This is a fairly new route that runs along a series of high tension power lines through a Consumers Energy corridor.  It’s definitely a suburban route, and is a great use of the land.  This particular raised wooden path over a swamp was first rate!

Kudos to Consumers Energy for partnering with the community on this trail!

On Wednesday, we decided to check out one of the premiere trails in Michigan: The Fred Meijer White Pine Linear State Park.  This trail runs along the same Grand Rapids and Indiana corridor that Kent Trails runs on, only the White Pine is from Grand Rapids north to Cadillac…a distance of 92 miles.  

The southern 22 miles is asphalt, with the rest being a hopscotch of asphalt and crushed limestone.  We started out in the town of Belmont and headed north.


In the parking lot, we had met this fellow TerraTrike owner who constructed this sidecar for her doggie. That was one happy puppy!
The trail ran near the Rogue River, and there were several deep ravines.  This particular portion of the railroad grade dates back to 1867.

Just prior to passing under 10 Mile Road, the route crosses an old bridge over the river.

It then runs through the quaint town of Rockford.  Longtime readers may recall our post from this town last December called ‘A Small Town Christmas’.  On this beautiful November day, the town was packed with people enjoying the sunshine.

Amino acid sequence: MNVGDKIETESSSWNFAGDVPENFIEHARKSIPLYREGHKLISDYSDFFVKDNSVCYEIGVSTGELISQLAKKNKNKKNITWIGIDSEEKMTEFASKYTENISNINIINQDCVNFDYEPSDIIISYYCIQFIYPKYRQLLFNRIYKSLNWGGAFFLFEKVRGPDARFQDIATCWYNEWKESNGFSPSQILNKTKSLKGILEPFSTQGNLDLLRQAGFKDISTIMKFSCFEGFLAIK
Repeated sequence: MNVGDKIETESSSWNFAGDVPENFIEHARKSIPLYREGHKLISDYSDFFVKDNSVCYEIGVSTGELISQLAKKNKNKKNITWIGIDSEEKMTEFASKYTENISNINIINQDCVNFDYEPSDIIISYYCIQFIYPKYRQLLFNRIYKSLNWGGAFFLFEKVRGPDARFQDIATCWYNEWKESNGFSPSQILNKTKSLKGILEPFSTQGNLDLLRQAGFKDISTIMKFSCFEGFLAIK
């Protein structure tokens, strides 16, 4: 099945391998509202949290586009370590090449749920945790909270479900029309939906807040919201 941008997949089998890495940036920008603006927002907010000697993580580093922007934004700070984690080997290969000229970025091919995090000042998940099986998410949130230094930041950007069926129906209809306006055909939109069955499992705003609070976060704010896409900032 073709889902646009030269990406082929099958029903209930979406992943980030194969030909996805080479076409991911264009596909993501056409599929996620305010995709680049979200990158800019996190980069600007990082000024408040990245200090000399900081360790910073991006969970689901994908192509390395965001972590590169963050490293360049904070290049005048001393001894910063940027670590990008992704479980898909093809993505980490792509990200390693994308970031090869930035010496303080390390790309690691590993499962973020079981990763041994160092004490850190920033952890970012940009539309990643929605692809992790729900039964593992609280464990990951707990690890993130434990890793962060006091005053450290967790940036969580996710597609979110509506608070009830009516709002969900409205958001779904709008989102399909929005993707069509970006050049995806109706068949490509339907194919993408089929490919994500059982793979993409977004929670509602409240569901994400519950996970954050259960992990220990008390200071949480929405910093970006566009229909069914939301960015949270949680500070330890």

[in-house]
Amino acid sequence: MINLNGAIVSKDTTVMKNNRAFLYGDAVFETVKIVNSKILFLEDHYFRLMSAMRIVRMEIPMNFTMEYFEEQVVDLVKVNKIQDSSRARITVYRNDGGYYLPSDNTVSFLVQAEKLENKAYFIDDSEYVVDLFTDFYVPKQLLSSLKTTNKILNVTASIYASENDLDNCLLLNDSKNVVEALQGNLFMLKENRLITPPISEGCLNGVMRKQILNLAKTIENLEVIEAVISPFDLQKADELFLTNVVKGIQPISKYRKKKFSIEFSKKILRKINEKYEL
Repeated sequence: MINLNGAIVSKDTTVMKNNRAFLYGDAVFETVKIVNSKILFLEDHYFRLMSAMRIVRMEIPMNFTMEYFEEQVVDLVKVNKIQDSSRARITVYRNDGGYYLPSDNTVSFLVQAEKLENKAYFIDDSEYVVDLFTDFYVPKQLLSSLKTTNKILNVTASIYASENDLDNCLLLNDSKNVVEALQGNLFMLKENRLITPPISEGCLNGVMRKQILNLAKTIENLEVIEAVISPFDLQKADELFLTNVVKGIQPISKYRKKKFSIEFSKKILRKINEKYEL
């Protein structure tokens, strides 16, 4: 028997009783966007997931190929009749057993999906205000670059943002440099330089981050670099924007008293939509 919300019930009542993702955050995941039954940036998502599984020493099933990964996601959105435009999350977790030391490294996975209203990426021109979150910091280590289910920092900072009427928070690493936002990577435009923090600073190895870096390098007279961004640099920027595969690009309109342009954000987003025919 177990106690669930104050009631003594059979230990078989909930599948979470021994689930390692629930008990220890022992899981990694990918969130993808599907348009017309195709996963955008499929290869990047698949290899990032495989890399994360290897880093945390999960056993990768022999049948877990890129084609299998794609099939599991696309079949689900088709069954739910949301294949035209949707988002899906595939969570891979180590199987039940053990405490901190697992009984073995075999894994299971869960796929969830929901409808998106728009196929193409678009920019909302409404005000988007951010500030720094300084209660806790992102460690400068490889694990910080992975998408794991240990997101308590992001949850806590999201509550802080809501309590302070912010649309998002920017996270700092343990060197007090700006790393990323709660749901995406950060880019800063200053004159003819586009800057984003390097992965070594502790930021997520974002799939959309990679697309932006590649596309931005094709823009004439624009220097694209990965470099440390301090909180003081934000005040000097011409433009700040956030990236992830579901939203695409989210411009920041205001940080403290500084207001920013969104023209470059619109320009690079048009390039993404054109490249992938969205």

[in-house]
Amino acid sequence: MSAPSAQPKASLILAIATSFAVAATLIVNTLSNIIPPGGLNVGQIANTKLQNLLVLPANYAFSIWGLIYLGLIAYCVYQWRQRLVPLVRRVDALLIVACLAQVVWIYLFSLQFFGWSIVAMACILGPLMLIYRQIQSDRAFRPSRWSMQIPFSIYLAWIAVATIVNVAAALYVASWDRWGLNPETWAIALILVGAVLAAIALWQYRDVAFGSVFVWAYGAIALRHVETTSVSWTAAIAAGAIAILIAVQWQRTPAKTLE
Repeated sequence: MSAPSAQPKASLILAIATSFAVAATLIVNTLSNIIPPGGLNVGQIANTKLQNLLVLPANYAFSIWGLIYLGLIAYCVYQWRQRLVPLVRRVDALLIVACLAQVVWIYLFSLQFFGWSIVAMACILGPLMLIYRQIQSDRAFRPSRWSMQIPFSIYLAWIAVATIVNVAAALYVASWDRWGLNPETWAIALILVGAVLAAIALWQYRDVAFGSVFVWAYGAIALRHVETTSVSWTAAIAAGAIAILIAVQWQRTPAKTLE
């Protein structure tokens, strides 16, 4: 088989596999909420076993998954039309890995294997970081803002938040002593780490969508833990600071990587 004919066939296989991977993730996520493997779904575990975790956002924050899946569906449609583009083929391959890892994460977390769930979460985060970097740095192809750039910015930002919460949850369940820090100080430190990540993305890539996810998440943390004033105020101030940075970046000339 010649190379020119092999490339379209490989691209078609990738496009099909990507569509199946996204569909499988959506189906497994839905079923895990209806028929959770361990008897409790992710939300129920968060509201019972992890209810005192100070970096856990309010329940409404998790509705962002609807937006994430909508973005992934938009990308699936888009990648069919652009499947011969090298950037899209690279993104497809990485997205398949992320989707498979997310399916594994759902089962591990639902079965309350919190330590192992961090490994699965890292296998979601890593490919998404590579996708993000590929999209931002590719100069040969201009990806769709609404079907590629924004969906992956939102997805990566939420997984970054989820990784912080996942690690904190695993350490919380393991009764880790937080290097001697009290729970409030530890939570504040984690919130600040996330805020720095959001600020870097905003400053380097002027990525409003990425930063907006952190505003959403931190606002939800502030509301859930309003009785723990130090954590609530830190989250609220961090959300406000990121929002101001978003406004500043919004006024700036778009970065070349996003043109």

We had a trailside lunch at Ramona’s Table, which was delicious!

From there, we continued north for a bit.

Pretty soon, Diana pointed skyward…


….and the leaves appeared to be raining out of the clear blue sky!
We ended up pedaling to 12 Mile Road, which was six miles from our starting point.  We headed back and called it a day.

These pathways are just a small sampling of what the area has to offer.  We look forward to exploring more of West Michigan’s trails in the future.

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Hauling Our New Trikes

One thing is for certain: we love our new TerraTrikes!  We knew they would be a challenge to transport though.  This post will show you what we came up with to solve this issue.

When we purchased Diana’s TerraTrike, it didn’t take us long to figure out how to haul it.  With the fifth wheel, we needed to get it out of the way of the hitch.  Mounted in the position above, it is safely in front of the trailer.  We’ve since purchased a TerraTrike rooftop kit from Suttons Bay Bikes, which consists of three foam blocks for the tires, and two straps.  I use the straps in place of the orange bungees.  We also remove the seat fabric, which easily snaps on and off.  Trike #1…issue solved!

When I decided to also purchase a trike (as Pam from Oh, the Places They Go kidded with me, “I had a feeling this was coming”), Diana and I had to come up with a solution…and fast.  Our time at Wild Cherry is winding down for this year, and we now owned two trikes, two bikes and a two bike receiver-mounted rack.  We quickly sold the bikes on Craigslist…as in hours after I posted the ad.  That was a relief.  🙂   The rack is a very sturdy Yakima, and it has served us well on the back of the fifth wheel.  I took a long look at it, hoping to come up with a way to modify it for my trike…without losing the ability to change it back to a two-bike rack, if we needed to sell it.  Here is what I came up with: